Airplane ear also known as aerotitis media or barotitis media is a form of barotrauma of ear. It results from an imbalance in the air pressure between your middle ear and the environment. It usually happens during the beginning and the descent of flight journeys. Airplane ear is triggered due to sudden or fast changes in the altitude and air pressure.
What are the symptoms?
Airplane ear can affect one or both the ears. The symptoms and signs are:
- Discomfort or pain in the ear
- Stuffiness in the ear
- Muffled hearing
- Slight hearing loss
In case of long journeys, if the airplane ears last for more than few hours, the symptoms may be:
- Severe pain
- Moderate to severe hearing loss
- Increased pressure in the ear
- Ringing sound in the ear (tinnitus)
- Dizziness and vertigo (spinning sensation)
- Bleeding from the ear
What are the causes?
Airplane ears occur when there is an imbalance in the air pressure between the middle ear and the air pressure in the environment. This air pressure imbalance prevents your eardrum from vibrating to sound as usual.
Air pressure is maintained similar on both the sides of tympanic membrane by a tube called the Eustachian tube. This tube connects the middle ear to the back of the mouth. When the flight goes up or descends, the air pressure inside the plane changes rapidly, and the Eustachian tube often does not work quickly enough, leading to a difference in the pressure between the inside and the outside of the ear. This condition can also occur during:
- Scuba diving
- Hyperbaric oxygen chambers
- Driving in the mountains
- Riding an elevator of a tall building
What are the risk factors?
Any condition that leads to blockage of Eustachian tube or restricts its function can increase the risk of airplane ear. These includes:
- Common cold
- Small size of Eustachian tube in infants and toddlers
- Running nose
- Middle ear infection
- Sleeping during ascent and descent of aeroplane
What are the complications?
Airplane ear usually doesn’t cause any complications and it responds well to self-care. Long-term complications can occur if there is some damage to the middle or inner ear. This can include:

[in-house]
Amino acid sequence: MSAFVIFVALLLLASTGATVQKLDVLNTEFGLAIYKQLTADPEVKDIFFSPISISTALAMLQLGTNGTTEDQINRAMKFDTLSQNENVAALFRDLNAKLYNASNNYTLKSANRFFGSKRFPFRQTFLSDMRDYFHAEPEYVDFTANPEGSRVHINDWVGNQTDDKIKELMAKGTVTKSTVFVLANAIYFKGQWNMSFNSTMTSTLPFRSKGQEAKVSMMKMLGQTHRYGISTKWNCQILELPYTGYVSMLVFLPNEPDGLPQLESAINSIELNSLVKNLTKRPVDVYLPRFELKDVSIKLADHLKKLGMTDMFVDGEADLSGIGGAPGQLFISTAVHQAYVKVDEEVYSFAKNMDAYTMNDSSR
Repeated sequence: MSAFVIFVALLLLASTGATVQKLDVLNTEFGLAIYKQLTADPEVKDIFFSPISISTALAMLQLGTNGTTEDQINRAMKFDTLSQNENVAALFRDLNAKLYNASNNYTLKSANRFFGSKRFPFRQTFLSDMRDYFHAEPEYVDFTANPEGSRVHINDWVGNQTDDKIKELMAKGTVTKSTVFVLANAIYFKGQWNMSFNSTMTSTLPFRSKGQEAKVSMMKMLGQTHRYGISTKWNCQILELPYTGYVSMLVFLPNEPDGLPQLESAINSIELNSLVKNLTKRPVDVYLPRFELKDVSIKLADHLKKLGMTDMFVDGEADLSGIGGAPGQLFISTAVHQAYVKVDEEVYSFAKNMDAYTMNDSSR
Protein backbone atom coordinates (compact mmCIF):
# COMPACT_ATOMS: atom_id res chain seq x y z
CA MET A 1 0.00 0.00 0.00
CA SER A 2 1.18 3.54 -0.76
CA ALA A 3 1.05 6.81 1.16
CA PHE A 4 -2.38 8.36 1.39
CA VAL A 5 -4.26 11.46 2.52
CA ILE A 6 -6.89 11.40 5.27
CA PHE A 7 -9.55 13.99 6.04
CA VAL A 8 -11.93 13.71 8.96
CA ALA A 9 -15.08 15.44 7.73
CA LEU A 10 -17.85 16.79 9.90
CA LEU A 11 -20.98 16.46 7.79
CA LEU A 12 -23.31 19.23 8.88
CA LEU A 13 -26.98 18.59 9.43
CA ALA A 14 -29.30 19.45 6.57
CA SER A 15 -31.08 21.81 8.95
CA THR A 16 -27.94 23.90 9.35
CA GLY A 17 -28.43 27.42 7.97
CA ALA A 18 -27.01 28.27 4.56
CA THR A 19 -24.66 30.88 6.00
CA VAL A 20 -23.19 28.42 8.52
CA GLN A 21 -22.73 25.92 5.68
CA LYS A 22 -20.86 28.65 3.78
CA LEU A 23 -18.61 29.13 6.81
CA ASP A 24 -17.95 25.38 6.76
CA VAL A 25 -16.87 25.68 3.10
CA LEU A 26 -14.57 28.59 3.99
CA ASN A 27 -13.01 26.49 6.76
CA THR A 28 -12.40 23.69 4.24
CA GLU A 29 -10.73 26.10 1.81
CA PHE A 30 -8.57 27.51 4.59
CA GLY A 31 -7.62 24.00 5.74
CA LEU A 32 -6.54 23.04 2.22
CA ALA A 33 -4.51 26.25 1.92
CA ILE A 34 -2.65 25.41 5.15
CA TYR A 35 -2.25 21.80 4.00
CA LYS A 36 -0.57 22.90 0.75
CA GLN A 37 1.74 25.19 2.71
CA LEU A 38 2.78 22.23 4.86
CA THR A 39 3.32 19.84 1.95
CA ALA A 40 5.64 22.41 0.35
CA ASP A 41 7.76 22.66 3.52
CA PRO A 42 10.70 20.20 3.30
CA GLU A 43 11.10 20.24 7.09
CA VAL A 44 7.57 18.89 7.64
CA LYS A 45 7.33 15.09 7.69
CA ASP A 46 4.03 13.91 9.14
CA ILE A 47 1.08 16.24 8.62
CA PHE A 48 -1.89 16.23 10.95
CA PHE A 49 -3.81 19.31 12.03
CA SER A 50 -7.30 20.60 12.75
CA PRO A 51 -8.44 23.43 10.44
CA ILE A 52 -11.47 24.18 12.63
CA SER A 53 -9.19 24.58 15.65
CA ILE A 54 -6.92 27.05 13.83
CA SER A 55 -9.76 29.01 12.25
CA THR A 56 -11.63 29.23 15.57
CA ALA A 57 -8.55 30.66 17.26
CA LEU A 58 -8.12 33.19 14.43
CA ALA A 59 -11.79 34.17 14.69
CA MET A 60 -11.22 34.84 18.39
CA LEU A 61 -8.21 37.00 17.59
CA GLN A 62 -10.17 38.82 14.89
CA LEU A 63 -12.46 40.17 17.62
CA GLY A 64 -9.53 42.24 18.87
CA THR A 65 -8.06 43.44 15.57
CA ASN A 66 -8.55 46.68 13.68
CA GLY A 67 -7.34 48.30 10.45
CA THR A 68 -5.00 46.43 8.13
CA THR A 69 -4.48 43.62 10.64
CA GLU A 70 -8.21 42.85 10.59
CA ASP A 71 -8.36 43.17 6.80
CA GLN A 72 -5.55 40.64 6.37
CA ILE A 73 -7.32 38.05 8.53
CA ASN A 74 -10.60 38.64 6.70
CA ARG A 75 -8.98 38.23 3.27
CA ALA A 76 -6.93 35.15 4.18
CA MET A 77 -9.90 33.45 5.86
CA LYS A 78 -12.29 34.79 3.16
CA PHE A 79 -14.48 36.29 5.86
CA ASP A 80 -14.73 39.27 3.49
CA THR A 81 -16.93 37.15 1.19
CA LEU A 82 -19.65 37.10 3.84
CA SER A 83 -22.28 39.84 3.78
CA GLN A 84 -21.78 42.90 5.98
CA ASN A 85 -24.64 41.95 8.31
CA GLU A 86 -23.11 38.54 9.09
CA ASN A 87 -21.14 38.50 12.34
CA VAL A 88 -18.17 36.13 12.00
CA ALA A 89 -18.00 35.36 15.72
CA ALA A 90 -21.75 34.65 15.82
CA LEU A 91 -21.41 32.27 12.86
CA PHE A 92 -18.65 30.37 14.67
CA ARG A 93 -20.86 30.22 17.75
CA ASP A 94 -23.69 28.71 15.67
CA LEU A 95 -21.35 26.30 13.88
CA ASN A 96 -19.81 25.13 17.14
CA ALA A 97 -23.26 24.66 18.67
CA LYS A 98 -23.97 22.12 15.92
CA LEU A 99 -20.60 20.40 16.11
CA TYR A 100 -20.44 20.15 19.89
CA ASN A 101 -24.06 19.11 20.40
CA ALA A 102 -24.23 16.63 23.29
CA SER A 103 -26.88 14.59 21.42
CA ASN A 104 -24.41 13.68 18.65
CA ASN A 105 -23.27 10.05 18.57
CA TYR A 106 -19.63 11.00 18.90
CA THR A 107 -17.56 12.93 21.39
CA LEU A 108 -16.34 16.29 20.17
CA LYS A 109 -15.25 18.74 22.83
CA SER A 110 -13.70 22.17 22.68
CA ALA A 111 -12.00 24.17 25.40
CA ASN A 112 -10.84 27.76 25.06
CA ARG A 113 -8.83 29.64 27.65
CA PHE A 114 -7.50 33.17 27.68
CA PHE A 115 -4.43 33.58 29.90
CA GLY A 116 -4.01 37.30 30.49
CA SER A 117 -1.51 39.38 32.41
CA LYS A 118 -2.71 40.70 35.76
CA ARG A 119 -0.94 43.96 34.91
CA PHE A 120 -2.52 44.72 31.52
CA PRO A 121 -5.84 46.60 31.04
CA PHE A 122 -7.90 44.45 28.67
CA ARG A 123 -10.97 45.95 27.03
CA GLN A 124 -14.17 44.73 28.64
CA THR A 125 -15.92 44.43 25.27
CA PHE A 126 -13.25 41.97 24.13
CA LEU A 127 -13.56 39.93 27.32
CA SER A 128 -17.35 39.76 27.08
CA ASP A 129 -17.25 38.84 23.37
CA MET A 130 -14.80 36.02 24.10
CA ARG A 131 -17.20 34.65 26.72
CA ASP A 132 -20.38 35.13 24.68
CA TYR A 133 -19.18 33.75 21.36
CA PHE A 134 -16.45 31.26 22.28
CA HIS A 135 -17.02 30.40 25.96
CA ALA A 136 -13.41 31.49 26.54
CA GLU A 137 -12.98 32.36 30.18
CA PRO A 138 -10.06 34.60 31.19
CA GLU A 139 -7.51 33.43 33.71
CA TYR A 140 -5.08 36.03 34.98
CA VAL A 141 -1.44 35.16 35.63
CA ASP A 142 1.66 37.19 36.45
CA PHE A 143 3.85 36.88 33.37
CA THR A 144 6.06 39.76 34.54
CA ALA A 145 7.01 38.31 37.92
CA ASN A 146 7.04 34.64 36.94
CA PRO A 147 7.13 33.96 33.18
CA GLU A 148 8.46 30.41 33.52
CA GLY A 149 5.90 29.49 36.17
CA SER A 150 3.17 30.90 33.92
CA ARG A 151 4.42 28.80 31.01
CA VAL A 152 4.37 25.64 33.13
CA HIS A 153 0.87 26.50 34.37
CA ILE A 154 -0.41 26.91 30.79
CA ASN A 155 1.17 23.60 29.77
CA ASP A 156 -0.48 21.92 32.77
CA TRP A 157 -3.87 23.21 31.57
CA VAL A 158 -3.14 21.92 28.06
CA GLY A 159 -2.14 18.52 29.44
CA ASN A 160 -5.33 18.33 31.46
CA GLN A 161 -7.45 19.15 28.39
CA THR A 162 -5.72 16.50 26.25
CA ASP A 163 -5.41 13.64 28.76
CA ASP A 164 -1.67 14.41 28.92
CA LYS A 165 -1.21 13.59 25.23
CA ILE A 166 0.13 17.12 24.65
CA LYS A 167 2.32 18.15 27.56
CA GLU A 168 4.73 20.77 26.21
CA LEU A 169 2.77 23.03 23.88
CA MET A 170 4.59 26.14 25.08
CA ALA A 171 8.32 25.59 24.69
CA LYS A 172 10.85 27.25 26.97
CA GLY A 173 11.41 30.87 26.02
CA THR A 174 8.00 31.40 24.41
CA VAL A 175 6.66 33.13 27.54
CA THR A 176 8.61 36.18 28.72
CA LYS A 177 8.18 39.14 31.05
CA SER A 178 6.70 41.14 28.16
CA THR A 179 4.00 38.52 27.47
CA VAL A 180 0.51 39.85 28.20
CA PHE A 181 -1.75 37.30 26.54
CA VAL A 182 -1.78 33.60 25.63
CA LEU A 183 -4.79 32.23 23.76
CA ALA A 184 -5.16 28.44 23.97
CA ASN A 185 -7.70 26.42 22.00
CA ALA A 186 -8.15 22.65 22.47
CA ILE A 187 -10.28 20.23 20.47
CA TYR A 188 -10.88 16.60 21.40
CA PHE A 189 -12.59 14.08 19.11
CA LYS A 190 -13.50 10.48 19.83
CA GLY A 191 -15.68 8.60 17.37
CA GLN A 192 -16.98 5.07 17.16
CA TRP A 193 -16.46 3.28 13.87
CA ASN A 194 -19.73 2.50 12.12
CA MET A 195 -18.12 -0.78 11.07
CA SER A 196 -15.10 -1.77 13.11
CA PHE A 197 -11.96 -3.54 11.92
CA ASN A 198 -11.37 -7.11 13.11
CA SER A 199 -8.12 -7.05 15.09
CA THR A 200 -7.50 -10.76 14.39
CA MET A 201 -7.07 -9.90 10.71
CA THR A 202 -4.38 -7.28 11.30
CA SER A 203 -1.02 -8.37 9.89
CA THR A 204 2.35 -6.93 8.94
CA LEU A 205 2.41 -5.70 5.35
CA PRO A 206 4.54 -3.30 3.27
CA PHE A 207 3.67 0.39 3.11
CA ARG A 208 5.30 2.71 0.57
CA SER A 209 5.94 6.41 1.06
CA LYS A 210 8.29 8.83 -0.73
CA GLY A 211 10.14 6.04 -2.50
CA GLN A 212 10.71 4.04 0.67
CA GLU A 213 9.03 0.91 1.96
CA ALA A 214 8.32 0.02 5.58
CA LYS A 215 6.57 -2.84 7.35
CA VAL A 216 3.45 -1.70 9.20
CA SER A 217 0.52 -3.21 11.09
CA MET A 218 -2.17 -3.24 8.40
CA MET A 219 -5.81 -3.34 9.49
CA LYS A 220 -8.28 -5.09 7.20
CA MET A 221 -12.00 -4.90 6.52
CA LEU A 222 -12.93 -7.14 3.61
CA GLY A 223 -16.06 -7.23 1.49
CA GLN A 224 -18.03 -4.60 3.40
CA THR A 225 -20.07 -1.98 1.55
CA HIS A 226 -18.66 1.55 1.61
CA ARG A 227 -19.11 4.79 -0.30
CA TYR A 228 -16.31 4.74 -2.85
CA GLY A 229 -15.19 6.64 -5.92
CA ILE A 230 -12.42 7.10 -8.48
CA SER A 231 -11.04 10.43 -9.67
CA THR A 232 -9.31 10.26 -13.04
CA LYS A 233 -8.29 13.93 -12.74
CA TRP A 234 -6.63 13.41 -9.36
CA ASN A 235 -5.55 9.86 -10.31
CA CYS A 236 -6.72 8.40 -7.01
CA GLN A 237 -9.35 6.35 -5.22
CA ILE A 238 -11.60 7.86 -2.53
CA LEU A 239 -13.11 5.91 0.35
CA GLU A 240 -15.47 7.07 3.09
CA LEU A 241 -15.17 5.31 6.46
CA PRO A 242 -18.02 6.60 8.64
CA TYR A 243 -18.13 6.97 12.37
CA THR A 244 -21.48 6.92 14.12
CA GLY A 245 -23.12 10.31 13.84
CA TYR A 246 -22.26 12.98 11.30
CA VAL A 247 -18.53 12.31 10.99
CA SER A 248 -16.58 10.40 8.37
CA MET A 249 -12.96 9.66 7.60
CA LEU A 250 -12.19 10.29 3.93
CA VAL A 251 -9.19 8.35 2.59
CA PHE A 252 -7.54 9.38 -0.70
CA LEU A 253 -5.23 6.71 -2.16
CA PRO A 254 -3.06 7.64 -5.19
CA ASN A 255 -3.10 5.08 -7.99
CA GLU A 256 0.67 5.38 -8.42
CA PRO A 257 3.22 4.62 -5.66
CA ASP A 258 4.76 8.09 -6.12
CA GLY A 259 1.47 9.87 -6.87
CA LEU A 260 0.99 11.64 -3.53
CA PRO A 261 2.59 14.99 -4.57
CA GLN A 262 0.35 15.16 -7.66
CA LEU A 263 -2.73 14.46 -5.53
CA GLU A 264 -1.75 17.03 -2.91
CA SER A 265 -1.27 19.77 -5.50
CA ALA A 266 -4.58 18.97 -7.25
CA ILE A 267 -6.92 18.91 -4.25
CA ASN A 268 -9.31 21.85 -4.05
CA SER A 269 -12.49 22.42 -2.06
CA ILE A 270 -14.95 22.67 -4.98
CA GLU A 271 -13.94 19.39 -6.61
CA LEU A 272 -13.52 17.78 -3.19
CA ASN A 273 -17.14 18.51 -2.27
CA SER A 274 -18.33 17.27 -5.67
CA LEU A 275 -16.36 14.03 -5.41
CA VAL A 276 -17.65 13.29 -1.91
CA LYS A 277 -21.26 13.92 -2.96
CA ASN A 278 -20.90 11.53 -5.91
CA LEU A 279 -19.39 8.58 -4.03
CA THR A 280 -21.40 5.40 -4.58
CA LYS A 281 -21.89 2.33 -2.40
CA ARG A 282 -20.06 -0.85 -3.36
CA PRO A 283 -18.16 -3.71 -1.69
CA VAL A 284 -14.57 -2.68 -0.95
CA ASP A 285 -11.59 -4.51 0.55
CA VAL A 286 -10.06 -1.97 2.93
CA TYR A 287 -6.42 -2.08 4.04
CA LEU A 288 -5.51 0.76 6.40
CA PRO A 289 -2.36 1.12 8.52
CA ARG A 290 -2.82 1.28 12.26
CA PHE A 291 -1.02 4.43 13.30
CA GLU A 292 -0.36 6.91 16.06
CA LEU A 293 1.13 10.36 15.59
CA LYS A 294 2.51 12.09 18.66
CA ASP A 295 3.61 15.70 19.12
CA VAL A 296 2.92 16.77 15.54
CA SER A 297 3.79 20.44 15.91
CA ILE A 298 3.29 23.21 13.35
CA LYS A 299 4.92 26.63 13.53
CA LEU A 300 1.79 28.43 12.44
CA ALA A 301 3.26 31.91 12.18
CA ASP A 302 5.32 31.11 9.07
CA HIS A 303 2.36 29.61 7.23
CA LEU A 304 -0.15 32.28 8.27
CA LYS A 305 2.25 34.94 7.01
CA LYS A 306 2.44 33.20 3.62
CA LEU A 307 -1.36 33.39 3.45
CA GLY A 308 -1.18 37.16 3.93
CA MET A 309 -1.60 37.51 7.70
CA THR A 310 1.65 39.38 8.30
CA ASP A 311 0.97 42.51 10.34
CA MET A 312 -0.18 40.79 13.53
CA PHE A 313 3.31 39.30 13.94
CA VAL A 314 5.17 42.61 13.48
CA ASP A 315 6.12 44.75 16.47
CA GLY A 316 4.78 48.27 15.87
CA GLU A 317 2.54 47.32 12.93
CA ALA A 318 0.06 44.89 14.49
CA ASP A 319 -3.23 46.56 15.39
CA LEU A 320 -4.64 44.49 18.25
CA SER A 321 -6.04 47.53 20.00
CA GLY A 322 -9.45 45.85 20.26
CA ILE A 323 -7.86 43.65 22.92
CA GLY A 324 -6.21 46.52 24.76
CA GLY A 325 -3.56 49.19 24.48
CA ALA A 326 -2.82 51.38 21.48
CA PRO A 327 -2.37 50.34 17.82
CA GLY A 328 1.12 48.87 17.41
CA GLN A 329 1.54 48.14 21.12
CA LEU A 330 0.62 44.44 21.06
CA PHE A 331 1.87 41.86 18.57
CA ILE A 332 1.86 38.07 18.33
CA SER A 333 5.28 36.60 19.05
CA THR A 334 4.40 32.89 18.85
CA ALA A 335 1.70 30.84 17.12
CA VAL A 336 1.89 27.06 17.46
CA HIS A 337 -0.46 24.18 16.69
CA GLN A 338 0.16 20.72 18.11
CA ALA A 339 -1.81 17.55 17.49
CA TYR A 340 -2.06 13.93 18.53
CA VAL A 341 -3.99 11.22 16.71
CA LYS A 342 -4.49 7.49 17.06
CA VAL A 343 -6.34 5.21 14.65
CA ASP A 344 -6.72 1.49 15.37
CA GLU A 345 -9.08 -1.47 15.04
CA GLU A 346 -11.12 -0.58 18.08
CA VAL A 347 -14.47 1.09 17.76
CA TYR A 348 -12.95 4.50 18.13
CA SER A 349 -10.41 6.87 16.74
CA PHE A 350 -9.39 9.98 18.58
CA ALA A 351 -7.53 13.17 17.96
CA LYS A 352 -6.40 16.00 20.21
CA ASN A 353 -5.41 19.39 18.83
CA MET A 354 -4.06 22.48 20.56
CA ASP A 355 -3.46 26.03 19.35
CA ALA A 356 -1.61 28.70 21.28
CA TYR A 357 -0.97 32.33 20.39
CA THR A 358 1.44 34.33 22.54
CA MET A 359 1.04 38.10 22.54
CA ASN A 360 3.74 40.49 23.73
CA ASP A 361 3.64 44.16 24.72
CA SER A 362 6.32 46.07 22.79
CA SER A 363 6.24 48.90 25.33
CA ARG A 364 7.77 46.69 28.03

- Permanent loss of hearing
- Chronic tinnitus
How is it diagnosed?
The doctor usually diagnoses this condition based on your explanation of the situation, when it started and the symptoms. He/she also does an examination of the ears with an instrument called as the otoscope. They may notice a slight inward or outward bulging of your eardrum. The doctor may suggest you to go for a hearing test to find out how well is your hearing capacity and whether there is any problem in your inner ear.
What is the treatment?
Usually, airplane ear gets better by itself after some time. Only when the symptoms persist, you may require treatment to relieve symptoms and equalise pressure. Treatment may include:
- Nasal sprays
Along with the medication, the doctor will ask you to do Valsalva manoeuvre. In this manoeuvre, you have to close your nostrils and mouth and gently try to blow air into the back of the nose till you hear a “pop” sound which means the Eustachian tube has opened up. This therapy helps in opening up the Eustachian tubes and balancing the air pressure across both the sides of the tympanic membrane.
How to prevent airplane ear?
You can follow these simple tips to avoid airplane ear:
Yawning and swallowing. Yawning and swallowing during take-off and landing of airplane helps in opening up the Eustachian tubes. Chewing gum or candy may also help due to the same reasons.
Valsalva manoeuvre. You can do Valsalva manoeuvre during take-off and landing of the airplane.
Avoid sleeping. Try not to sleep during ascent and descent of airplane.
Use nasal spray. If you have a blocked nose, use decongestant nasal spray 30 minutes before your flight.
Take decongestants: If you have to fly with a cold or infection, take a decongestant pill about 1 hour before the flight.
Take anti-allergics. If you have any allergy, take your medicines about 1 hour before the flight.
How to help children in preventing airplane ear?
- Hold or place the child upright at the time of take-off and landing
- A pacifier can help a baby in swallowing
- Baby or toddler can sip juice or suck a candy during ascent and descent of airplane.
- Older children can have a chewing gum or drink from a straw or blow bubbles through a straw
When to consult a doctor?
If the ear pain persists several hours after landing, you may consult a doctor. Also, if you have severe pain, bleeding or leakage of fluid from the ears, you should see a physician, because these are the symptoms of a ruptured eardrum.
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- Barotrauma. https://medlineplus.gov/barotrauma.html. Accessed on 24th August 2016.
- Barotrauma. http://www.health.harvard.edu/diseases-and-conditions/barotrauma. Accessed on 24th August 2016.